2
 First pass search for the first value that is > ceil(x/2). Lets call this value L.
 From index of L, search backwards till you find the other operand that matches the sum.
It is 2*n ~ O(n)
This we can extend to binary search.
Search for an element using binary search such that we find L, such that L is min(elements in a > ceil(x/2)).
Do the same for R, but now with L as the max size of searchable elements in the array.
This approach is 2*log(n).


For the binary search L  left, R  right; as in the left and right bounds of the subset. – mctylr Jan 27 '15 at 17:26

Note that this wouldn't work if we allowed repeated numbers in the array (as it is sometimes seen in interviews). For example a=[13,13,22] and x=26. You'd get value 22 to match the first search (L=2) and never find R – Philippe Girolami Nov 26 '16 at 14:29

Here's a python version using Dictionary data structure and number complement. This has linear running time(Order of N: O(N)):
def twoSum(N, x):
dict = {}
for i in range(len(N)):
complement = x  N[i]
if complement in dict:
return True
dict[N[i]] = i
return False
# Test
print twoSum([2, 7, 11, 15], 9) # True
print twoSum([2, 7, 11, 15], 3) # False

Are you sure this works?
dict
should be populated before thefor
loop – Maria Ines Parnisari Nov 13 '16 at 2:33 
Iterate over the array and save the qualified numbers and their indices into the map. The time complexity of this algorithm is O(n).
vector<int> twoSum(vector<int> &numbers, int target) {
map<int, int> summap;
vector<int> result;
for (int i = 0; i < numbers.size(); i++) {
summap[numbers[i]] = i;
}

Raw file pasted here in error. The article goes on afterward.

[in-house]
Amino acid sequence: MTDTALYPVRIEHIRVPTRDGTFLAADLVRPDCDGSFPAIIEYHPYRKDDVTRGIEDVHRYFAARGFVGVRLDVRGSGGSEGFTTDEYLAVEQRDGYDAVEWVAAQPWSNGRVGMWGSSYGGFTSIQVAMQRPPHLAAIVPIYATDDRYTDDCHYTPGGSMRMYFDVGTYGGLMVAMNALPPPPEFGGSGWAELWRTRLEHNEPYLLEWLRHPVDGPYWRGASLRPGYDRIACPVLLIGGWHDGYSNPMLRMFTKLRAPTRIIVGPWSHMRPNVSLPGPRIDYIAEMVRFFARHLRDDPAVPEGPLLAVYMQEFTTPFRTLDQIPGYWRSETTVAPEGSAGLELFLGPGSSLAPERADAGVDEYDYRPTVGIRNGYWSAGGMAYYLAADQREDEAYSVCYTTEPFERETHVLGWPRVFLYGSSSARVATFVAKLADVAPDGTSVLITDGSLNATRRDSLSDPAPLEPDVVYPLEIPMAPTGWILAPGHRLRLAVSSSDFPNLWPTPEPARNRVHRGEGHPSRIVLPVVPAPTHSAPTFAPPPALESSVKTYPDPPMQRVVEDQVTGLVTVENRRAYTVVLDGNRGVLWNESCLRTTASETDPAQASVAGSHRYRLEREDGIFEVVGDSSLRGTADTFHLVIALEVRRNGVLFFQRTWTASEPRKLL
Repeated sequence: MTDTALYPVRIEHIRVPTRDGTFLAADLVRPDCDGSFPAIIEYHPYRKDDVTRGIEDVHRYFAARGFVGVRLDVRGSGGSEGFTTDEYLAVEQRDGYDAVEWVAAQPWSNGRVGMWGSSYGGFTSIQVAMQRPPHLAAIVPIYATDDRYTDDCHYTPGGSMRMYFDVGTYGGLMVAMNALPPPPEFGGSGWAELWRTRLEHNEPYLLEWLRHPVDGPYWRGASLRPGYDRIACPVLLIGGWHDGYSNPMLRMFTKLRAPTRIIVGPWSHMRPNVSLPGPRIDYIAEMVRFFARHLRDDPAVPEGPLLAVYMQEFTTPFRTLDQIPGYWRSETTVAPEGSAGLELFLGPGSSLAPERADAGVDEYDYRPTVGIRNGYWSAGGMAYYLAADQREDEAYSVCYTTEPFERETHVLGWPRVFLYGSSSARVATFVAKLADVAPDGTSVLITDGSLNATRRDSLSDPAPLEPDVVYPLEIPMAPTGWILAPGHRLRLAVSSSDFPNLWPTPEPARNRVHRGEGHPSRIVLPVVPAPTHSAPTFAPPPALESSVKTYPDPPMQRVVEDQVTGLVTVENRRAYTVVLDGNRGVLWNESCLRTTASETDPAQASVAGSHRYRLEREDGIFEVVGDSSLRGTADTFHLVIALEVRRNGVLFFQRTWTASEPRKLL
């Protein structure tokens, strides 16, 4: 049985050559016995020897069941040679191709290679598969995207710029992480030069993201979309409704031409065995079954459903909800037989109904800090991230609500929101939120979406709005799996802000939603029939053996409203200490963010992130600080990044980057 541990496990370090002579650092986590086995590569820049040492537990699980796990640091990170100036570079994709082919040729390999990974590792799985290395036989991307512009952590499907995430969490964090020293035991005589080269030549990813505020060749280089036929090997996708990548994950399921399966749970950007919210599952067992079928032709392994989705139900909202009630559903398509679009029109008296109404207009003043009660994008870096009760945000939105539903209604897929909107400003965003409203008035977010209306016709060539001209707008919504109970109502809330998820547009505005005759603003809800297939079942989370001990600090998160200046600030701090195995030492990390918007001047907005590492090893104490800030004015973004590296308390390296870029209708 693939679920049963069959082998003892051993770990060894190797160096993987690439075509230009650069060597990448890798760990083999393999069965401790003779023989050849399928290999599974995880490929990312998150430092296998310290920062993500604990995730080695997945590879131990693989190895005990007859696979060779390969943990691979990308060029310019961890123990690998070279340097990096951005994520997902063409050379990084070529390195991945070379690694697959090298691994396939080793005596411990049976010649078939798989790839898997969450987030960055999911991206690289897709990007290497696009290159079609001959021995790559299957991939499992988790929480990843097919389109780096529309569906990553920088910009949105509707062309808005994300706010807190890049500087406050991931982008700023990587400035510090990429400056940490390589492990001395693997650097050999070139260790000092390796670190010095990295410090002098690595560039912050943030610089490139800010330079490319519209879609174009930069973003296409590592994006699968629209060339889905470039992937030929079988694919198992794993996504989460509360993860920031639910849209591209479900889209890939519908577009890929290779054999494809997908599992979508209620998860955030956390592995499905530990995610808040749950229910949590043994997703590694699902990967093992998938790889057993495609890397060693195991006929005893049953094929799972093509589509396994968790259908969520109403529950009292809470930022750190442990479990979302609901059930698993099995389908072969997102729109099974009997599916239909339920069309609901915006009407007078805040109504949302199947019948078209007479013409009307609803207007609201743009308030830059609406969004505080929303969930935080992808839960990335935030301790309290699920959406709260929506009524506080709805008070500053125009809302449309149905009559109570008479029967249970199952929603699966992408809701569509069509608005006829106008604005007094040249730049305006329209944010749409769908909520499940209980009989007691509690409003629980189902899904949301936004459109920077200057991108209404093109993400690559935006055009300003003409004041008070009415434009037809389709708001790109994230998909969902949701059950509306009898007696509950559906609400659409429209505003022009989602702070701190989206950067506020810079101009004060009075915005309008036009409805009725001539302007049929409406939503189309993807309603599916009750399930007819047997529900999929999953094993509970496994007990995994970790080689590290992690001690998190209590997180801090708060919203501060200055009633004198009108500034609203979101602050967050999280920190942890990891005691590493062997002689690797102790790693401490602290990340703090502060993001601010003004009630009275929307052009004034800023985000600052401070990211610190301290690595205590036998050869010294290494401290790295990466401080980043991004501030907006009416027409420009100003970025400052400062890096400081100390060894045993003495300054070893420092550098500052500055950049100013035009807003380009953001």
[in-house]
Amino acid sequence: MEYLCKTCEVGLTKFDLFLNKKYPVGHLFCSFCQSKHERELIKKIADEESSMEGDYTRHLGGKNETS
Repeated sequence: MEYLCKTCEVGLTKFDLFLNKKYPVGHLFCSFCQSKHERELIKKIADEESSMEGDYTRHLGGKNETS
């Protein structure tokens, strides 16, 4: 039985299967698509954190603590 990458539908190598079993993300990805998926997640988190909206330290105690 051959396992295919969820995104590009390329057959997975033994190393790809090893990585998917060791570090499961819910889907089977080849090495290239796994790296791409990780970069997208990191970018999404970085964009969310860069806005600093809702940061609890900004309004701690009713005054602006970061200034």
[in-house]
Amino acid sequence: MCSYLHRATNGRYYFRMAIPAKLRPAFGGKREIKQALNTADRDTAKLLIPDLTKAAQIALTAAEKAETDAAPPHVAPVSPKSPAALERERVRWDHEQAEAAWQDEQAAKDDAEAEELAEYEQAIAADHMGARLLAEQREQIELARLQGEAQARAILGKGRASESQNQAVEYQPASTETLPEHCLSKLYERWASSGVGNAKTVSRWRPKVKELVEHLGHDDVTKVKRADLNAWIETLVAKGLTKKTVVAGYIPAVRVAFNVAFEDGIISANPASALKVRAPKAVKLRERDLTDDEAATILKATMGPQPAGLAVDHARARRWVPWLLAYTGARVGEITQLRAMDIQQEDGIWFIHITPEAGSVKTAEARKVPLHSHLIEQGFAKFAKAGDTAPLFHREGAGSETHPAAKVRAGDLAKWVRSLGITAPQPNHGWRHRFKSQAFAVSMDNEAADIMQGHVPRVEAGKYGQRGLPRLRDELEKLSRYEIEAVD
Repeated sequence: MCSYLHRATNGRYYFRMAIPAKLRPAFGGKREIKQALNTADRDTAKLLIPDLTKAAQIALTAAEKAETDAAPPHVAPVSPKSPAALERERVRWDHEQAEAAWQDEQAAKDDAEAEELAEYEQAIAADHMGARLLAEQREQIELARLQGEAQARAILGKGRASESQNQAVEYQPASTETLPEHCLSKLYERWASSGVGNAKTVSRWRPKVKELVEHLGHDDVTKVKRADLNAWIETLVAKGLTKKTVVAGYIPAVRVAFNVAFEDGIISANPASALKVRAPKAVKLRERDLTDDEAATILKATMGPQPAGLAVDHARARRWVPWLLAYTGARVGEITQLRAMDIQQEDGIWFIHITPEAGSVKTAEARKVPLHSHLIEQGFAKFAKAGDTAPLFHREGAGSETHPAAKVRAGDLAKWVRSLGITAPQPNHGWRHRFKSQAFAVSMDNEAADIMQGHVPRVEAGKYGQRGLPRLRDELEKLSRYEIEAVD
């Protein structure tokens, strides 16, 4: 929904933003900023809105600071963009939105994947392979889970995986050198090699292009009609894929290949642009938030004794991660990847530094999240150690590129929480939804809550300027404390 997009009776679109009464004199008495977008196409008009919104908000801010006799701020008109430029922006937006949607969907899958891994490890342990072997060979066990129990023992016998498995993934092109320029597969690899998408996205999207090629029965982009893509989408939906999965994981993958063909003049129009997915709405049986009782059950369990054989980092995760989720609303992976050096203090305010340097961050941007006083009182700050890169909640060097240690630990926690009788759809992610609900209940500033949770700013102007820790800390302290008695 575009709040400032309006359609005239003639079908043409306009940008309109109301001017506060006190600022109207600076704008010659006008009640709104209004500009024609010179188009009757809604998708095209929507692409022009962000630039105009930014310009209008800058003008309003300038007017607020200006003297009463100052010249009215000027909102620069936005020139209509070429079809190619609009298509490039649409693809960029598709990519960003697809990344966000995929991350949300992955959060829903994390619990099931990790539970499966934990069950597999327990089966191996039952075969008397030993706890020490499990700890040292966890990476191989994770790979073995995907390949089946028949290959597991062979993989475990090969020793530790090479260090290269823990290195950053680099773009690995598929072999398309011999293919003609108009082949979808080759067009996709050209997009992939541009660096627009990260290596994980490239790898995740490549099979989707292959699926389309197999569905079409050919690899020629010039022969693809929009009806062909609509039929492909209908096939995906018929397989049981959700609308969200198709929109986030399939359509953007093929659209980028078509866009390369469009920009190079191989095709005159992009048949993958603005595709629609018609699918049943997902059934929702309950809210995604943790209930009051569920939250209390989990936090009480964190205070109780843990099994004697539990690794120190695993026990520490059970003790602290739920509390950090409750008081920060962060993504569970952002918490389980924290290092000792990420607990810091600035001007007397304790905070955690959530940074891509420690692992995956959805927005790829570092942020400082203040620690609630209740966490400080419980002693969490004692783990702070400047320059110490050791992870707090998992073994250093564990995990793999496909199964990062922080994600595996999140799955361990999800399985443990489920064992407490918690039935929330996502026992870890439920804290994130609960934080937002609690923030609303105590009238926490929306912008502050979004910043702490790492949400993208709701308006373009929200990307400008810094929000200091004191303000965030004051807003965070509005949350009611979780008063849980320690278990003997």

for (int i = 0; i < numbers.size(); i++) {
int searched = target  numbers[i];
if (summap.find(searched) != summap.end()) {
result.push_back(i + 1);
result.push_back(summap[searched] + 1);
break;
}
}
return result;
}

1does the summap.find() iterate through all the elements in the map, which could make the complexity grow? – Sai Manoj Jun 7 '16 at 21:10

summap.find
has O(log n) complexity, so the complexity of this algorithm is O(n log n), not O(n). – Periata Breatta Nov 29 '16 at 9:50
I would just add the difference to a HashSet<T>
like this:
public static bool Find(int[] array, int toReach)
{
HashSet<int> hashSet = new HashSet<int>();
foreach (int current in array)
{
if (hashSet.Contains(current))
{
return true;
}
hashSet.Add(toReach  current);
}
return false;
}
Note: The code is mine but the test file was not. Also, this idea for the hash function comes from various readings on the net.
An implementation in Scala. It uses a hashMap and a custom (yet simple) mapping for the values. I agree that it does not makes use of the sorted nature of the initial array.
The hash function
I fix the bucket size by dividing each value by 10000. That number could vary, depending on the size you want for the buckets, which can be made optimal depending on the input range.
So for example, key 1 is responsible for all the integers from 1 to 9.
Impact on search scope
What that means, is that for a current value n, for which you're looking to find a complement c such as n + c = x (x being the element you're trying ton find a 2SUM of), there is only 3 possibles buckets in which the complement can be:
 key
 key + 1
 key  1
Let's say that your numbers are in a file of the following form: